I’d mentioned something in this blog awhile back in terms of what is the classical vulgar tongue. I feel very passionately in regards to language and it’s origins. Particularly the more interesting parts, aka The Filthy Bits. I had a friend who was a bonified linguist. and he knew several different languages and a variety of dialects and slang. I asked him once, when he stubbed his toe, what his immediate reaction was to curse with. He said English, without hesitation. We’ve got a kaleidoscopic variety of slang, cant, and colloquial patter in each generation that affords us the ability to cuss the way we do. Because there is a certain amount of joy in swearing, it serves us well to know the origins of where some of our favourite swear words and phrases. But where do they come from?


While everyone knows what it means (fornicate) we don’t all know where it comes from. It was banned in the Oxford English Dictionary, but despite that fact, it’s been around since 1475 roughly, and she still gets a rough ride and no respect. For a word that has been used as a noun, adjective, verb, and adverb it is a stunning example of spoken word surviving generations because for the longest time it rarely ever appeared in written language. It would pop up in both Lyndsay (1540) for Florio’s definition of ‘fottere’. It appeared in William Dunbar’s 1503 poem “Brash of Wowing” and John Florio’s 1598 Italian-English dictionary, A Worlde of Wordes as well. It made an appearance again in print in 1690 in Burns. But where did she come from?

Throughout Europe it ran the gamut from Germanic languages, such as German ficken (to fuck); Dutch fokken (to breed, to strike, to beget); dialectal Norwegian fukka (to copulate), and dialectal Swedish fokka (to strike, to copulate) and fock (penis). In Latin-based languages it starts in Latin itself as futuere (almost exactly the same meaning as the English verb “to fuck”); but it would have to be explained how the word reached Scandinavia from Roman contact, and how the t became k. From f?tuere came French foutre, Catalan fotre, Italian fottere, Romanian futere, vulgar peninsular Spanish follar and joder, and Portuguese foder. All which mean the same thing at the end of the day and tend to fall under the linguistic umbrella of the single universal, FUCK.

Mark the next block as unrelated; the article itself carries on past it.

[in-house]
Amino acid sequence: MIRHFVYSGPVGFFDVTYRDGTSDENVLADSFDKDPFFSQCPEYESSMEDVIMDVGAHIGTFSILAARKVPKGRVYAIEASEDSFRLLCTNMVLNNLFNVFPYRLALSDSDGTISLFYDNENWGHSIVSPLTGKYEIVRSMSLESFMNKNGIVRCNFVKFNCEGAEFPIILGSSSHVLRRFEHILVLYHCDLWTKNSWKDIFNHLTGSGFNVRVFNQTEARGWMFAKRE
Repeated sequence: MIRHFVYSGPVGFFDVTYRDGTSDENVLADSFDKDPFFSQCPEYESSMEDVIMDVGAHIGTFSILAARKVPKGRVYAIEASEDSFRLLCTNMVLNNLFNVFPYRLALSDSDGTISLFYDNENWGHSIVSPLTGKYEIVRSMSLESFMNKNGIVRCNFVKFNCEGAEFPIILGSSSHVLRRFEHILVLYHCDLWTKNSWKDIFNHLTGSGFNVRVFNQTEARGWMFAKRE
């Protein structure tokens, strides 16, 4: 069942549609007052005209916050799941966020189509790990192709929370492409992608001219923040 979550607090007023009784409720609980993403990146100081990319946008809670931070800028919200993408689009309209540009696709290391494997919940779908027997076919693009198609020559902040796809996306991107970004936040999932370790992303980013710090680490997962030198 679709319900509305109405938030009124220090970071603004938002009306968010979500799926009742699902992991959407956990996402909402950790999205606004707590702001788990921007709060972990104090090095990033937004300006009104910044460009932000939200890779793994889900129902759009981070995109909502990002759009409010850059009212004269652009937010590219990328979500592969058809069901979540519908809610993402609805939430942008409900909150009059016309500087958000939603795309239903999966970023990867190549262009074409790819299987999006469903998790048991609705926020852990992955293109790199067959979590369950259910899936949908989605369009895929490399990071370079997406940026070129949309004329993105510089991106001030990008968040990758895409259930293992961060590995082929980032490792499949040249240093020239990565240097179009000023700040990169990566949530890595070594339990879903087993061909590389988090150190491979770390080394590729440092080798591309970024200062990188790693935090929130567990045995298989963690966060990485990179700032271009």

While most people, when asked if they know where it came from will answer England, and that not totally true… as this word was passed down from tongue to tongue, it made it tricky to nail down where she travelled and came from though conventional etymologically since she didn’t appear often in written form except for the examples I could round up above. Some of these urban legends are that the word fuck came from Irish law. If a couple were caught committing adultery, they would be punished “For Unlawful Carnal Knowledge In the Nude,” with “FUCKIN” written on the stocks above them to denote the crime. A similar variant on this theory involves the recording by church clerks of the crime of “Forbidden Use of Carnal Knowledge.” Another theory is that of a royal permission. During the Black Death in the Middle Ages, towns were trying to control populations and their interactions. Since uncontaminated resources were scarce, many towns required permission to have children. Hence, the legend goes, that couples that were having children were required to first obtain royal permission (usually from a local magistrate or lord) and then place a sign somewhere visible from the road in their home that said “Fornicating Under Consent of King,” which was later shortened to “FUCK.” While hard to prove, the story has circulated to the point of being accepted knowledge and is in the realm of urban legend because of it. I know for a fact because a sewer alligator told me so.

So now, when anyone asks you where the fuck, the fucking word fuck ever came from, you can give them some fucking examples. Maybe along with some examples of the usage of the word itself.


Little Miss Risk

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2 Responses to Phrasing…

  1. The explanation of its derivation was always explained to me as being Norman (the Normandy place, not some Norman guy). Somewhere buried in Chaucer’s Canterbury Tales is the use of it, possibly, making that one of the first purported uses of it, which puts paid to the suggestions of anything in 16thC Italian being the source. I’ve also heard it was derived from fricken in one of the northern European languages like Norse or something, which would make sense with the German, Dutch, and Norwegian.

    Really, who cares? It’s an awesome word, very flexible, and very useful. In addition to the grammatical purposes you stated, it’s not only a gerund but an highly efficient exclamation of a multitude of emotional states.

    FUCK! Use it proudly!

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